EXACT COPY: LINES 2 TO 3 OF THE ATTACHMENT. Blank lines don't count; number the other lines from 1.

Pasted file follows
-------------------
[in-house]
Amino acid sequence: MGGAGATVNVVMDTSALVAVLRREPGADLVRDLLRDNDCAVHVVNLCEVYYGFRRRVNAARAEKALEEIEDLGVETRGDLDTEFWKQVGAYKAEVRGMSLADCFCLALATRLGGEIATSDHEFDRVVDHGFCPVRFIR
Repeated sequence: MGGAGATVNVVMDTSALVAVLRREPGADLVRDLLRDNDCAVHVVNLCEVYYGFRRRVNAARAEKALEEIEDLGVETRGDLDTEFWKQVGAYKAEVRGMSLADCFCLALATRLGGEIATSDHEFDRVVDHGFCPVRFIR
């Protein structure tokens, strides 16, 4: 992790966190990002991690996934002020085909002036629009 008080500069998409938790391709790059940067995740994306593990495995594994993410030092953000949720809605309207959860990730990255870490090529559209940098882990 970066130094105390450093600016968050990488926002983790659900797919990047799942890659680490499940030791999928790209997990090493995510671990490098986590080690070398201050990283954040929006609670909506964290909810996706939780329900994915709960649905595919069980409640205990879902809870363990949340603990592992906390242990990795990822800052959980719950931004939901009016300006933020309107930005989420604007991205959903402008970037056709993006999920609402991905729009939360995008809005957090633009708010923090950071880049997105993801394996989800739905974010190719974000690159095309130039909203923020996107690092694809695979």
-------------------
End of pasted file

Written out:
Amino acid sequence: MGGAGATVNVVMDTSALVAVLRREPGADLVRDLLRDNDCAVHVVNLCEVYYGFRRRVNAARAEKALEEIEDLGVETRGDLDTEFWKQVGAYKAEVRGMSLADCFCLALATRLGGEIATSDHEFDRVVDHGFCPVRFIR
Repeated sequence: MGGAGATVNVVMDTSALVAVLRREPGADLVRDLLRDNDCAVHVVNLCEVYYGFRRRVNAARAEKALEEIEDLGVETRGDLDTEFWKQVGAYKAEVRGMSLADCFCLALATRLGGEIATSDHEFDRVVDHGFCPVRFIR